After that, we had a little more free time before sending our kiddos off to their host families for the evening and then having a lovely adult dinner with Mylène in town. We’re not with kids tomorrow as they’ll be spending the days with families, so for now, this is my last blog! We can’t wait to see you when we get back! -SB


Il fait chaud!!!! (88 degrees to be exact)

What a glorious day we had today! Started off at school at 9am, so all of us got a chance to sleep in a little bit more, yay! We met up with our French correspondants and one of our exchange teachers, Patrick, who is basically the French Miguel Negron. We took a nice 30 minute nature walk to the local park called Lac du Crès, which is a nearby village to Jacou. Patrick had arranged for our kiddos to do a sort of team building activity in which they had 40 minutes to run around the beautiful lake pictured below, and find 20 different “bornes” or stations which had different hole punches at each one. Once the kiddos were able to locate the bornes with their topographic maps, they had to match the corresponding number on the hole punch to the corresponding box on their paper and make a mark. They worked in pairs with their correspondants which made for some great exchange time and navigating of linguistic barriers. Despite the heat, all of the kids really seemed to enjoy the activity which then had a second and third “épreuve,” or challenge.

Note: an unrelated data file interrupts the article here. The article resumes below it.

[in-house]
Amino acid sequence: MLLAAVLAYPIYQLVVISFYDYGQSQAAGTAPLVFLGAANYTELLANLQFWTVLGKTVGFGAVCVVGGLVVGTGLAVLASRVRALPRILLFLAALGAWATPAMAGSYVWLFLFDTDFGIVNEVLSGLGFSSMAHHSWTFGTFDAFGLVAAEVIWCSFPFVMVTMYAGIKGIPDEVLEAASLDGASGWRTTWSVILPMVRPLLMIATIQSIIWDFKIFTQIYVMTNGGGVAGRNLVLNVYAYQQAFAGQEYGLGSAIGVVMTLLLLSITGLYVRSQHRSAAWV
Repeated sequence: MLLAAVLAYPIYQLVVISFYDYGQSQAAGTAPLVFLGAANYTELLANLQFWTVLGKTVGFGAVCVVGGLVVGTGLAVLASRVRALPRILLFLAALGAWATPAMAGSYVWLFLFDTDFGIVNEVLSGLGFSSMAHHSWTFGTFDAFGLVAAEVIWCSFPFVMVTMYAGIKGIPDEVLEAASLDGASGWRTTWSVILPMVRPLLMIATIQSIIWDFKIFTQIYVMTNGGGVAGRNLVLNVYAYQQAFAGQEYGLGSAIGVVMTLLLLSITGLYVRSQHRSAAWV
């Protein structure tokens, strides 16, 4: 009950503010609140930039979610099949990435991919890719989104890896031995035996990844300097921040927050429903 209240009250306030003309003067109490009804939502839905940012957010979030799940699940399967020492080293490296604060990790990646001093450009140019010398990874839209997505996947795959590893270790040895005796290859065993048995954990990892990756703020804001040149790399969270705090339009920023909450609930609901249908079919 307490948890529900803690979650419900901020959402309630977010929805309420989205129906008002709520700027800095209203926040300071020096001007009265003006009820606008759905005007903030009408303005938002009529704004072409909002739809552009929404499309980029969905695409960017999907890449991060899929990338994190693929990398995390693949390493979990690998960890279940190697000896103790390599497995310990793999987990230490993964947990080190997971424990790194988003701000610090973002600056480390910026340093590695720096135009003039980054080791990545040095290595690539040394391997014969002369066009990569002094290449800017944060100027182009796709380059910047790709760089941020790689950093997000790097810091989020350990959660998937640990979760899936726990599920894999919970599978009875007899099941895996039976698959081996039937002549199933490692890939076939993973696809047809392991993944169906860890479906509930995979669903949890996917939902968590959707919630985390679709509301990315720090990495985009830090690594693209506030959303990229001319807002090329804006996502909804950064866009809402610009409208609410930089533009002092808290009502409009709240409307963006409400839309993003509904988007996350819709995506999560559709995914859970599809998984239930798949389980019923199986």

For the second challenge, the kids had to respond to 5 questions in French, however, the responses had to be written in English. This made for a lot of great gesturing for us to watch on our end as teachers. Finally, after completing that challenge, students had to run around the lake to find three objects, the feather of a duck, a sprig of thyme, and a branch from an olive tree (as they were surrounding the entire area). The highlight of that activity was seeing Roman coming back with not only a small branch, but almost an entire limb of an olive tree waving victoriously in the air!